A Real Health Care Crisis

Since it's safe to assume that most readers of this column are regular Internet users, I am asking you to come clean about one of the web's dirtiest little secrets. I am talking about IIH - Internet Induced Hypochondria. I may have coined the term myself, but don't pretend you have no idea what I'm talking about. We've all experienced it. There are millions of sufferers out there. It's an epidemic that knows no racial, ethnic or sexual boundaries. You don't even have to be a classic hypochondriac in the Woody Allen mold. In fact, for those who've never experienced hypochondria, the danger is far greater, because they have no immunity.

IIH starts innocently enough with a mild but annoying symptom (let's say a stomach ache), that doesn't resolve itself as quickly as the sufferer (still living in blissful ignorance) hopes. She tries the usual remedies, but the condition either persists, returns, or isn't fully resolved. It's not (yet) something painful or debilitating enough to necessitate the hassle and expense of a doctor's appointment, which the patient hopes to avoid by using the wondrous tool of our modern age, now effortlessly at her disposal. Wary of crackpots and modern day snake oil salesmen who pollute even the wisest search engines, our intrepid self-healer limits herself to reputable medical sites. As she peruses mayoclinic.com, she feels empowered, invigorated, and even slightly virtuous. Not only is she taking charge of her own health care, she's also doing her part not to squander the resources of our overburdened health care system.

In an effort to be precise about her symptoms, she answers a series of online diagnostic questions. In what part of the abdomen is the stomach ache located? Is the pain sharp or a dull ache? Intermittent or continuous? How long has she had it? Is it isolated, or (and here's where the trouble really begins) accompanied by any of the following symptoms...? You all know where this is heading, and so, in all likelihood, does the patient. But here's the insidious part of IIH - self-awareness of the twisted path you are being led down will do you no good. If that stomachache is a dull ache, sometimes in tandem with upper leg pain, you may have a sluggish colon, uterine fibroids, or ovarian cancer.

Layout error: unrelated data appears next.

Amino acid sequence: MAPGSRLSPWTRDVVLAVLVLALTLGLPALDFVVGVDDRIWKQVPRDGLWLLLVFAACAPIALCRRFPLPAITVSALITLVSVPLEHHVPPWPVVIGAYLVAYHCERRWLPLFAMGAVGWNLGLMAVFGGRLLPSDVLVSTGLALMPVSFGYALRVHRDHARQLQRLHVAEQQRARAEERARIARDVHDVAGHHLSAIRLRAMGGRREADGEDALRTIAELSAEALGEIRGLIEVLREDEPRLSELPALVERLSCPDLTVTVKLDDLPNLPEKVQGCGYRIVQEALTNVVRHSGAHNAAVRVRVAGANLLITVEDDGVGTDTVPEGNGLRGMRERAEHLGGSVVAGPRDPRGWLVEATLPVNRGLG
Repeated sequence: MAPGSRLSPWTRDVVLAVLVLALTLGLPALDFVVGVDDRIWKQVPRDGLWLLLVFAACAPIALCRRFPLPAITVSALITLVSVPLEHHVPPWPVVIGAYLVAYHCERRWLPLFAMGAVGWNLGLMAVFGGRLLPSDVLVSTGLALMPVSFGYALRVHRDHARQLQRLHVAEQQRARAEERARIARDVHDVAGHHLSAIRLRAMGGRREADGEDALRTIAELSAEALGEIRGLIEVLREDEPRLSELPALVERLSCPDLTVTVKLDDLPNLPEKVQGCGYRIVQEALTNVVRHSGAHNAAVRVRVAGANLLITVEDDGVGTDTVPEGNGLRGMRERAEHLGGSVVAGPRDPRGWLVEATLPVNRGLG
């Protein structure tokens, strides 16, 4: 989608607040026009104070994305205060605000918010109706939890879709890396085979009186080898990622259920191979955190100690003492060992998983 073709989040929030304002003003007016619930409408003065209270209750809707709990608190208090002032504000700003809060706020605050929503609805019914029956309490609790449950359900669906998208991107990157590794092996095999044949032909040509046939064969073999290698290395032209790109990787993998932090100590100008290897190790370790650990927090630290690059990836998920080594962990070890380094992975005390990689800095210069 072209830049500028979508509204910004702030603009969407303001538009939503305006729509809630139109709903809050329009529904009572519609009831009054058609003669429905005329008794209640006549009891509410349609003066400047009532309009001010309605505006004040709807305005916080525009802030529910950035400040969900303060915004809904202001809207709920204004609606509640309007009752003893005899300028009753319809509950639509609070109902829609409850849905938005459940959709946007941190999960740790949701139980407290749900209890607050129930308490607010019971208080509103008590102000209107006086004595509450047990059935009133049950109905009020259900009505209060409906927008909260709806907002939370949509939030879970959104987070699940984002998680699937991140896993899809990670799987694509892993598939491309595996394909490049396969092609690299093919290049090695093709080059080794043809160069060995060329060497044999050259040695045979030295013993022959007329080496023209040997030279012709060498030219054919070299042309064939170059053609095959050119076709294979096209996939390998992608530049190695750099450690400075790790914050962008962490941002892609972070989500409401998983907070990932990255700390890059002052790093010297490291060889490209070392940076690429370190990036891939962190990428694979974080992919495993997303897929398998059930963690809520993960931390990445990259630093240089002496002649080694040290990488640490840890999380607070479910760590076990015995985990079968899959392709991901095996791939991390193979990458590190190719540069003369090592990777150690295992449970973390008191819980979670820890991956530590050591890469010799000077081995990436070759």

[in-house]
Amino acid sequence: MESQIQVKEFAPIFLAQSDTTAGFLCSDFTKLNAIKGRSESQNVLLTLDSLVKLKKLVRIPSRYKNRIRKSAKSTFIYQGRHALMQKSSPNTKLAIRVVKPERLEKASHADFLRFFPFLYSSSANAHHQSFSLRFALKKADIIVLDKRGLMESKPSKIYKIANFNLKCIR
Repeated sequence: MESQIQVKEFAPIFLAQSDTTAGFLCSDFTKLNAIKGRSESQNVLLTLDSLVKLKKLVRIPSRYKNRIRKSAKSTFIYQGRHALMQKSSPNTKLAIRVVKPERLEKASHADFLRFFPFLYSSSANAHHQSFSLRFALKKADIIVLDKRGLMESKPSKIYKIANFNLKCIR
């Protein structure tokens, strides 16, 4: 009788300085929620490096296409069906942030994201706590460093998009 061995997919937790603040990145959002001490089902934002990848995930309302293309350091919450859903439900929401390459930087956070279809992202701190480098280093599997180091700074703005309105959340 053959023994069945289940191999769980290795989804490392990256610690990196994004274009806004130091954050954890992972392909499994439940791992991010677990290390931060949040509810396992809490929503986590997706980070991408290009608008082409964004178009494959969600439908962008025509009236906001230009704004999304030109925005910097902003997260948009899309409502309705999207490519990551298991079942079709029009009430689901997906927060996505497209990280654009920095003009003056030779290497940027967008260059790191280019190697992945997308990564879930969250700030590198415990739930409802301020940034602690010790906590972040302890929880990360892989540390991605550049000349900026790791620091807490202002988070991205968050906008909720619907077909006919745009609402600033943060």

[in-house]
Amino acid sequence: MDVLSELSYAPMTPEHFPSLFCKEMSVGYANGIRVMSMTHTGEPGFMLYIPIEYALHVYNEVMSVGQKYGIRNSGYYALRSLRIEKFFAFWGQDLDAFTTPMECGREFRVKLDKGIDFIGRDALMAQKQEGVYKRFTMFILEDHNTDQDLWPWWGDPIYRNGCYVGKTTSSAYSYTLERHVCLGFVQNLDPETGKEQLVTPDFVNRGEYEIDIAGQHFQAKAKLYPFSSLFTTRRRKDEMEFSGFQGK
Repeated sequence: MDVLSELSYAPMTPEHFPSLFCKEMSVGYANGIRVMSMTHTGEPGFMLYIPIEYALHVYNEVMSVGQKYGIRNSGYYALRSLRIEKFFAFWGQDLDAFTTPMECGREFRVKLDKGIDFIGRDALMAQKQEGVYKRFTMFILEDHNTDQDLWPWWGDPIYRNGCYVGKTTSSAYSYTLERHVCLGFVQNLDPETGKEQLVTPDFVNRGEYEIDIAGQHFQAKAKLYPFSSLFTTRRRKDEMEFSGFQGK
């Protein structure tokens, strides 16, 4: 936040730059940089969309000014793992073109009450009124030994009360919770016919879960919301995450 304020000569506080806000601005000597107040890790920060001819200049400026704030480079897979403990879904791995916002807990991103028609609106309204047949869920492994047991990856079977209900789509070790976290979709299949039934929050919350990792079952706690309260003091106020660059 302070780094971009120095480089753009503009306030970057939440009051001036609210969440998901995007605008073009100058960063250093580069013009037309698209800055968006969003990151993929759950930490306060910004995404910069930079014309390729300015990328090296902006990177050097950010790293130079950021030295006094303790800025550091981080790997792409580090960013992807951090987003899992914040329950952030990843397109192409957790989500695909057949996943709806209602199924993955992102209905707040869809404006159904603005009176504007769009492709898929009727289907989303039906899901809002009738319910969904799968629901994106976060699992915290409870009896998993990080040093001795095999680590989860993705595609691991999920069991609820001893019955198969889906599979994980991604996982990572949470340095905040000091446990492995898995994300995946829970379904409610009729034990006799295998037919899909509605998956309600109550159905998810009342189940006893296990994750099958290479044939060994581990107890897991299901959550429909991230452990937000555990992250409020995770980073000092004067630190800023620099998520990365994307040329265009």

By the time our well-intentioned patient has reached this point in her medical journey, it is usually well past the witching hour. The rest of the household is fast asleep. There is nothing to distract her from increasing her knowledge of each of these options. And what better way to do so than by perusing the countless forums frequented by her fellow sufferers? Inevitably she will find others with her exact symptoms! And thank goodness that she has, for this will allow her to avoid the mistakes made in their medical care. She will be able to print out a list of questions (better yet, demands) for the specialist she needs to make an appointment with at eight am tomorrow morning, for there is no time to waste. Some of these poor posters knew no better and adopted the wait and see approach favored by their uninformed physicians. She won't dwell on the misfortunes that befell them. She is being proactive, for that is the only way to defeat the insidious disease that even now must be charting its deadly course inside her. She knows it. Because there are so many others just like her, who have generously and bravely shared their personal stories, so that she may be cured.

Now, it is nearly morning. For the sake of her immune system, she must catch a few hours sleep. Reluctantly, she shuts off the computer and closes her eyes. As she drifts off, she thinks back longingly to those few short hours before, when she naively believed she had a stomachache. She would give anything to go back to that simple, happy time when her healthy life stretched out before her with nothing more troublesome than an occasional sinus headache... Or is it???

Sheryl Longin is the author of Dorian Greyhound: A Novel and co-screenwriter of the movie Dick.